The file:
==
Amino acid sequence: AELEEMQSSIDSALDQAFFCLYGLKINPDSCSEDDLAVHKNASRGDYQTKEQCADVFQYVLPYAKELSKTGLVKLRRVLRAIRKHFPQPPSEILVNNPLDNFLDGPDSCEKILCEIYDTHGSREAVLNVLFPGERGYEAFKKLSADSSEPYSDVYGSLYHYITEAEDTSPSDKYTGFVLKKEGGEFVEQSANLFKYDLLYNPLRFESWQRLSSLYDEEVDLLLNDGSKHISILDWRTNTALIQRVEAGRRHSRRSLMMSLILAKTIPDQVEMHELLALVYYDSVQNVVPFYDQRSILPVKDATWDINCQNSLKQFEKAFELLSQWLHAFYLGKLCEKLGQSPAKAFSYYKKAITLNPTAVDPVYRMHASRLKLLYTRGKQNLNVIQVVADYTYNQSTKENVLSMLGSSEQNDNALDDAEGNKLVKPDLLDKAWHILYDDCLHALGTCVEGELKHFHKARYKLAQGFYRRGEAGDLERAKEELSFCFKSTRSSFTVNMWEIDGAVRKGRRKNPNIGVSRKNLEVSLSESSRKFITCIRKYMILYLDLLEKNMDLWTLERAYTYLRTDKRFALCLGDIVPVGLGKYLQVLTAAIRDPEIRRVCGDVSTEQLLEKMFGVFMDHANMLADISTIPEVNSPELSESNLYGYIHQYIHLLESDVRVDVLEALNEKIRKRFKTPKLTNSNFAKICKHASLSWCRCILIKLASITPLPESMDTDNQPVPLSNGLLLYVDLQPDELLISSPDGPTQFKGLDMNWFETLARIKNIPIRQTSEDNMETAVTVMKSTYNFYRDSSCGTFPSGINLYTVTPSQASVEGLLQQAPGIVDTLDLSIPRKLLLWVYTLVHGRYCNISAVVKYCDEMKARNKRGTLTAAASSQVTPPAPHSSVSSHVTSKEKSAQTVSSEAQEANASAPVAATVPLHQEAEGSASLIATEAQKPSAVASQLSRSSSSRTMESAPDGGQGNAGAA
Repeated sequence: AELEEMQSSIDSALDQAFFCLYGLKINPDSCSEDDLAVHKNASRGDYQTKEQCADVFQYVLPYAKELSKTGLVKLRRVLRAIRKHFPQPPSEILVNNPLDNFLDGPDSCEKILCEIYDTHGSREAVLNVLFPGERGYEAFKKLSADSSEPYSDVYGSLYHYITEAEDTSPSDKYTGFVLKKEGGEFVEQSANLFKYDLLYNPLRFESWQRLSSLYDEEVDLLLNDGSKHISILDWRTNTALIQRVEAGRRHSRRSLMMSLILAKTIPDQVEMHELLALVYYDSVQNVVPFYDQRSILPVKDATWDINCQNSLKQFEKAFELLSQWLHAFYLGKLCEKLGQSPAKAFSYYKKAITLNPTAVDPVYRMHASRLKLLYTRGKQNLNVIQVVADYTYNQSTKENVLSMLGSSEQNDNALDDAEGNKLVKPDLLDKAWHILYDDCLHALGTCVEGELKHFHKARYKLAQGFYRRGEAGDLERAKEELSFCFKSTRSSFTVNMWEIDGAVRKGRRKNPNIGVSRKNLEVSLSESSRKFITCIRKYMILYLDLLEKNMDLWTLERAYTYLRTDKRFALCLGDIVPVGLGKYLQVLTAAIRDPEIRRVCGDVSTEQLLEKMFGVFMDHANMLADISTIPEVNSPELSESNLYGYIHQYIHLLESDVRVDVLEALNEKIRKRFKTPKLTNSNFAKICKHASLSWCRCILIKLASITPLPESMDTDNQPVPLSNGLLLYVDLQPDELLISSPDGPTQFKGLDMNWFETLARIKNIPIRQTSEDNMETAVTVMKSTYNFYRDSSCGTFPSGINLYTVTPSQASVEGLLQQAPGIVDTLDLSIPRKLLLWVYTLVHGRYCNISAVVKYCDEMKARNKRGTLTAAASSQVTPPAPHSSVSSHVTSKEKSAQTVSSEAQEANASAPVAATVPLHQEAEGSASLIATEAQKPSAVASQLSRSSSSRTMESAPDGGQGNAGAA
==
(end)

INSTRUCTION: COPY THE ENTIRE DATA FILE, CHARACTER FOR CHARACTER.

Amino acid sequence: AELEEMQSSIDSALDQAFFCLYGLKINPDSCSEDDLAVHKNASRGDYQTKEQCADVFQYVLPYAKELSKTGLVKLRRVLRAIRKHFPQPPSEILVNNPLDNFLDGPDSCEKILCEIYDTHGSREAVLNVLFPGERGYEAFKKLSADSSEPYSDVYGSLYHYITEAEDTSPSDKYTGFVLKKEGGEFVEQSANLFKYDLLYNPLRFESWQRLSSLYDEEVDLLLNDGSKHISILDWRTNTALIQRVEAGRRHSRRSLMMSLILAKTIPDQVEMHELLALVYYDSVQNVVPFYDQRSILPVKDATWDINCQNSLKQFEKAFELLSQWLHAFYLGKLCEKLGQSPAKAFSYYKKAITLNPTAVDPVYRMHASRLKLLYTRGKQNLNVIQVVADYTYNQSTKENVLSMLGSSEQNDNALDDAEGNKLVKPDLLDKAWHILYDDCLHALGTCVEGELKHFHKARYKLAQGFYRRGEAGDLERAKEELSFCFKSTRSSFTVNMWEIDGAVRKGRRKNPNIGVSRKNLEVSLSESSRKFITCIRKYMILYLDLLEKNMDLWTLERAYTYLRTDKRFALCLGDIVPVGLGKYLQVLTAAIRDPEIRRVCGDVSTEQLLEKMFGVFMDHANMLADISTIPEVNSPELSESNLYGYIHQYIHLLESDVRVDVLEALNEKIRKRFKTPKLTNSNFAKICKHASLSWCRCILIKLASITPLPESMDTDNQPVPLSNGLLLYVDLQPDELLISSPDGPTQFKGLDMNWFETLARIKNIPIRQTSEDNMETAVTVMKSTYNFYRDSSCGTFPSGINLYTVTPSQASVEGLLQQAPGIVDTLDLSIPRKLLLWVYTLVHGRYCNISAVVKYCDEMKARNKRGTLTAAASSQVTPPAPHSSVSSHVTSKEKSAQTVSSEAQEANASAPVAATVPLHQEAEGSASLIATEAQKPSAVASQLSRSSSSRTMESAPDGGQGNAGAA
Repeated sequence: AELEEMQSSIDSALDQAFFCLYGLKINPDSCSEDDLAVHKNASRGDYQTKEQCADVFQYVLPYAKELSKTGLVKLRRVLRAIRKHFPQPPSEILVNNPLDNFLDGPDSCEKILCEIYDTHGSREAVLNVLFPGERGYEAFKKLSADSSEPYSDVYGSLYHYITEAEDTSPSDKYTGFVLKKEGGEFVEQSANLFKYDLLYNPLRFESWQRLSSLYDEEVDLLLNDGSKHISILDWRTNTALIQRVEAGRRHSRRSLMMSLILAKTIPDQVEMHELLALVYYDSVQNVVPFYDQRSILPVKDATWDINCQNSLKQFEKAFELLSQWLHAFYLGKLCEKLGQSPAKAFSYYKKAITLNPTAVDPVYRMHASRLKLLYTRGKQNLNVIQVVADYTYNQSTKENVLSMLGSSEQNDNALDDAEGNKLVKPDLLDKAWHILYDDCLHALGTCVEGELKHFHKARYKLAQGFYRRGEAGDLERAKEELSFCFKSTRSSFTVNMWEIDGAVRKGRRKNPNIGVSRKNLEVSLSESSRKFITCIRKYMILYLDLLEKNMDLWTLERAYTYLRTDKRFALCLGDIVPVGLGKYLQVLTAAIRDPEIRRVCGDVSTEQLLEKMFGVFMDHANMLADISTIPEVNSPELSESNLYGYIHQYIHLLESDVRVDVLEALNEKIRKRFKTPKLTNSNFAKICKHASLSWCRCILIKLASITPLPESMDTDNQPVPLSNGLLLYVDLQPDELLISSPDGPTQFKGLDMNWFETLARIKNIPIRQTSEDNMETAVTVMKSTYNFYRDSSCGTFPSGINLYTVTPSQASVEGLLQQAPGIVDTLDLSIPRKLLLWVYTLVHGRYCNISAVVKYCDEMKARNKRGTLTAAASSQVTPPAPHSSVSSHVTSKEKSAQTVSSEAQEANASAPVAATVPLHQEAEGSASLIATEAQKPSAVASQLSRSSSSRTMESAPDGGQGNAGAA